Pink picks

Posted by Tracy Alloway on Jun 24 08:00.

Comment, analysis and other offerings from Friday’s FT,

News analysis: Greek crisis puts future of CDS in doubt
Earlier this year a eurozone finance minister telephoned a senior executive at one of the region’s biggest banks and told him that a credit event – or pay-out in credit derivatives in the event of a Greek default – must be avoided at all costs, writes the FT’s David Oakley.

Lex on Bernanke and the IEA
On Wednesday, an organisation with great influence said nothing, notes Lex. On Thursday, an organisation with supposedly no influence said something. Yet global markets gyrated to both announcements. During Ben Bernanke’s press conference, the Federal Reserve chairman repeated a well-read script. Investors, however, sensed a nervousness over core inflation, which has risen 2.5 per cent in the three months to May. Equities slipped and the dollar firmed. Then out of the blue the next morning the International Energy Agency announces the release of 60m barrels of oil reserves.

Philip Stephens: Europe’s return to Westphalia
Angela Merkel and Nicolas Sarkozy are forever protesting that the euro and the European Union are indivisible, writes the FT’s Stephens. They mean well. The purpose is to reassure: Germany and France will rescue the single currency because its failure would herald the collapse of the entire European enterprise. The two leaders may well be right in this analysis. But setting the bold rhetoric alongside the chronic hesitations and indecision of the past year invites another possibility: that cause and effect are running in the opposite direction.

Wen Jiabao: How China plans to reinforce the global recovery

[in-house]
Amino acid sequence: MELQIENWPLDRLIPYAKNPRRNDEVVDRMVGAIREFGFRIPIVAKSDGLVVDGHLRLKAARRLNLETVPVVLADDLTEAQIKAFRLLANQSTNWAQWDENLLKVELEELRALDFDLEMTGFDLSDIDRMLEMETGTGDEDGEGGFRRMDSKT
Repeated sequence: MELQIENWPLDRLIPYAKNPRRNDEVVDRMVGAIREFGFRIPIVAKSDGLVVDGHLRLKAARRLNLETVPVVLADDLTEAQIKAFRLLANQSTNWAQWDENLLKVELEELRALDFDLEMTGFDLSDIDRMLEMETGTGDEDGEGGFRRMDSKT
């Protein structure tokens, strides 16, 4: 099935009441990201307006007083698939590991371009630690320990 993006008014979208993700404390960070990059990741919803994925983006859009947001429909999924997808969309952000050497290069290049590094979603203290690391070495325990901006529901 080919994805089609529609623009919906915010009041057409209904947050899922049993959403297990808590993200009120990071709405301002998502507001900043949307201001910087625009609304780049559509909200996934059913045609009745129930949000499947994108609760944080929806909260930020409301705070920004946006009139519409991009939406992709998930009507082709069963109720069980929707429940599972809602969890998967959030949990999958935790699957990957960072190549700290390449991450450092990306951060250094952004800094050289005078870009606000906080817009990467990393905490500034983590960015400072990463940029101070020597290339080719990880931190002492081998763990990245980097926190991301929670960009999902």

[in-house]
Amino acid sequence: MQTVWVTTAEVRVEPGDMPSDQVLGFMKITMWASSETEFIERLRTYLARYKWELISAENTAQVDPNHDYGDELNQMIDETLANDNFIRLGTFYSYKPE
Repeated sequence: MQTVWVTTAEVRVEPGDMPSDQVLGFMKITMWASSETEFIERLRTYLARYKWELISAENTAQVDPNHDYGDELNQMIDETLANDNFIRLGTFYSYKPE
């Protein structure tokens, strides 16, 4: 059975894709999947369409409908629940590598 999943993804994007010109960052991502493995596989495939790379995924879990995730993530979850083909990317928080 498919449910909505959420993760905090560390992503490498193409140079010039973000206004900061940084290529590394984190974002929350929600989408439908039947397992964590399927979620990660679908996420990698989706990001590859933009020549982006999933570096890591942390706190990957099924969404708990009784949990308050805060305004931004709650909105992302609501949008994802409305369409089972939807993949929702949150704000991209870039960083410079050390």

About three years have passed since the eruption of the financial crisis, writes China’s premier. Thanks to the joint efforts of the international community, the global economy is recovering. Yet there remain many uncertainties, and the recovery is fragile. Global growth is uneven; unemployment in developed economies remains high; government debt risks in some countries have mounted; inflationary pressure is increasing. While the shock of the crisis has yet to end, new risks have emerged. The world must co-operate closely to meet the challenges.

Samuel Brittan: Greece’s euro exit can now only be a matter of time
A Greek debt default, however disguised, is a foregone conclusion, says the FT columnist. More interesting is the fate of the euro. On November 5 last year, I wrote that Greece should and would leave the euro, but most certainly could not give a date. Little has changed since then despite the increasing complexity of the financial packages being negotiated to save Greek membership.

Analysis: Corporate governance – the Eurasian equation
A boardroom bust-up at a Kazakh mining group lays bare how London listings have been granted to companies whose founders hold sway, write FT reporters William MacNamara and Alison Smith.

Material World: The truth about depressed consumers
The Boston Consulting Group has released an exciting report: “Navigating the New Consumer Realities,” which involves tracking spending movements and approaches across the globe over the past three to five years, writes the FT’s Vanessa Friedman. Guess what? Consumers are not so optimistic about their financial future and spending after all! In fact, in some countries (Italy, Greece, the US), they are downright depressed, and say they are going to spend less than they did last year.

Market insight: Credit rating review throws the spotlight on Italy
Greece may be dominating the headlines, but should investors also be watching Italy after last week’s decision by Moody’s to put the country’s credit rating on review for a possible downgrade? Antonio Garcia Pascual, chief southern European economist at Barclays Capital, argues that the threat of a ratings downgrade could bring Italy’s longstanding weaknesses into focus.

This entry was posted by Tracy Alloway on Friday, June 24th, 2011 at 8:00 and is filed under Uncategorised.

Advertisements
Post a comment or leave a trackback: Trackback URL.

Leave a Reply

Fill in your details below or click an icon to log in:

WordPress.com Logo

You are commenting using your WordPress.com account. Log Out / Change )

Twitter picture

You are commenting using your Twitter account. Log Out / Change )

Facebook photo

You are commenting using your Facebook account. Log Out / Change )

Google+ photo

You are commenting using your Google+ account. Log Out / Change )

Connecting to %s

%d bloggers like this: